National governments must announce their plans to move TV broadcasters below the 700 MHz band by 2017, which will be assigned exclusively to wireless broadband by 2020.
“Spectrum is a scarce resource: we need to make the best of it,” said the Eurppean Commission’s Vice-President for the Digital Agenda, Andrus Ansip on Tuesday (2 February). The strategic importance of the radio spectrum has increased in recent years due to the intense usage of mobile broadband, online videos and the upcoming era of connected objects (the Internet of Things).
In order to accommodate the growing needs of internet “on the move” in the existing spectrum landscape, largely dominated by TV broadcasters, the Commission proposed on 2 February to allocate the 700 MHz band (694-790 MHz) for wireless broadband. The audiovisual sector will be moved ro the sub-700 MHz band (470-694 MHz).
This division follows the agreed upon position reached by internet operators and broadcasters and summarized by Pascal Lamy in his report in 2014. Although the audiovisual sector accepted to release all spectrum above 700 MHz, the TV channels were concerned about the flexibility granted to member states to allocate spectrum in the sub-700 MHz band for other purposes.
The executive has limited this flexibility for downlink-only transmission from the network to TV sets or tablets, not to upload content to the Internet, which generates greater interferences to broadcasters. A Commission official explained that the sub-700 MHz band could be used for other purposes only if the member states guarantee that it would not generate any harmful interferences in the audiovisual sector.
This major reconfiguration of the radio spectrum will require a hug effort from member states and broadcasters, in order to set the stage in time for the arrival of the 5G. This will play a crucial role in improving Europe’s competitiveness in the context of the digitalisation of industry, and the Internet of Things.
The 28 member states will need to announce their national plans for releasing this 700 MHz band, and for network coverage, by June 2017. Neighbouring states will need to conclude cross-border coordination agreements by the end of that year to ensure a proper coverage and no interference in bordering regions.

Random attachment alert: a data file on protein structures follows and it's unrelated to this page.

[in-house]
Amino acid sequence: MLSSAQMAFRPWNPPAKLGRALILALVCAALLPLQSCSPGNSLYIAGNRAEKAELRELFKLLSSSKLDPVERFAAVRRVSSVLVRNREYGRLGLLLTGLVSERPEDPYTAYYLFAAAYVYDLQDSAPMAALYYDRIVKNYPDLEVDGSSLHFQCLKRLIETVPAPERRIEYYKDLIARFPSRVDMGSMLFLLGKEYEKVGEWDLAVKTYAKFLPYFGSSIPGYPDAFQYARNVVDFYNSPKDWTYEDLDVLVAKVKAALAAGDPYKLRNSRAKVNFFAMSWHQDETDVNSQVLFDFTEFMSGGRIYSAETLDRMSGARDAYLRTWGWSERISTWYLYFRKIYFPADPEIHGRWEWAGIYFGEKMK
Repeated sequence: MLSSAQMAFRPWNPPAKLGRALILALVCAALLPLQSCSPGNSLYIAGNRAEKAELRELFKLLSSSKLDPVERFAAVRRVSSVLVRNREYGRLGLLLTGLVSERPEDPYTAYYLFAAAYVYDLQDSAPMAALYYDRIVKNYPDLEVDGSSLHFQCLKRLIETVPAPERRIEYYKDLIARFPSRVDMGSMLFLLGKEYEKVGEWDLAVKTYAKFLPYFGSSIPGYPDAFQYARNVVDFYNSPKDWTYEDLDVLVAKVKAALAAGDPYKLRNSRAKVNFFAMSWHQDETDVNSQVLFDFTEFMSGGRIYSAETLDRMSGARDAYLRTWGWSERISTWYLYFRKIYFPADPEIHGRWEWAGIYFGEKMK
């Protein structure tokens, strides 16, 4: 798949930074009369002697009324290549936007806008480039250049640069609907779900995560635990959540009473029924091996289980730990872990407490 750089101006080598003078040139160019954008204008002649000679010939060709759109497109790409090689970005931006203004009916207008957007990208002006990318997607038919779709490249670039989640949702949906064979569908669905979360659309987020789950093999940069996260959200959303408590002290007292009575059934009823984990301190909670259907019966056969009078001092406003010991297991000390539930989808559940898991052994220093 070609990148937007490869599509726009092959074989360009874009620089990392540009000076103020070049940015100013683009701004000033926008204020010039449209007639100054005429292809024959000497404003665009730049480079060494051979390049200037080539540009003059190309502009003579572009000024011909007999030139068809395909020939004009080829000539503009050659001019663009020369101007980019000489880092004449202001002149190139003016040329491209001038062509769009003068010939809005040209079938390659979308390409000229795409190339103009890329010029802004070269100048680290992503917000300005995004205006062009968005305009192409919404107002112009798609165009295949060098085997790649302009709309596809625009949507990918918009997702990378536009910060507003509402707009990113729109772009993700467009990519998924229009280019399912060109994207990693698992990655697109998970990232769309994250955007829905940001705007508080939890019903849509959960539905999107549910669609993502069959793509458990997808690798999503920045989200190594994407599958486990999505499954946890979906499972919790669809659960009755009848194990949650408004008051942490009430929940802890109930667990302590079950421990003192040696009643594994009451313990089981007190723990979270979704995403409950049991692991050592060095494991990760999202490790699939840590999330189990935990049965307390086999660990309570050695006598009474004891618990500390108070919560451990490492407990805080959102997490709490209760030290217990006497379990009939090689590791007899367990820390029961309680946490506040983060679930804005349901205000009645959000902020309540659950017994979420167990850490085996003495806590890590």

According to the Commission, this schedule allows national governments to have enough time to prepare for the transition to the new system by June 2020 under harmonised conditions.
To this end, more digital terrestrial television (DTT) channels will have to be broadcast under the sub-700 MHz band. In order to find room for all the channels, new compression and transmission technologies will be “particularly important”, the executive emphasised in the proposal.
The implementation of new technologies will require fresh investment from the TV channels, the European Broadcasting Union pointed out. In order to bring this compression and transmission technology to market, the EBU called for guarantees that the sub-700 MHz band will continue in the audiovisual sector’s hands until 2030, as it was initially suggested by the Lamy report.
Meanwhile, individual users will also have to buy new TV sets or adapt their old models, with costs that could amount to €150 in some cases.
Member states already agreed on this division of spectrum for the upcoming years during the World Radiocommunication Conference in November last year.
However, this will be the first time that the European Commission intervenes in spectrum management, a highly sensitive issue not only because of its importance for technological development, but also for the significant revenues it brings through licenses to the national authorities.
A Commission official underlined that this proposal does not intend to take any money from national coffers.
The executive expects broad support among the member states. France and Germany have already decided to allocate the 700 MHz band for mobile services, while Denmark, Finland, Sweden and the United Kingdom have announced plans to follow their steps.
“We propose a joint approach,” said Ansip, because “28 different approaches to manage radio frequencies in the EU do not make economic sense in the Digital Single Market”.
The executive urged legislators to adopt the proposal this year, since a “swift adoption is “essential for the success” of the DSM.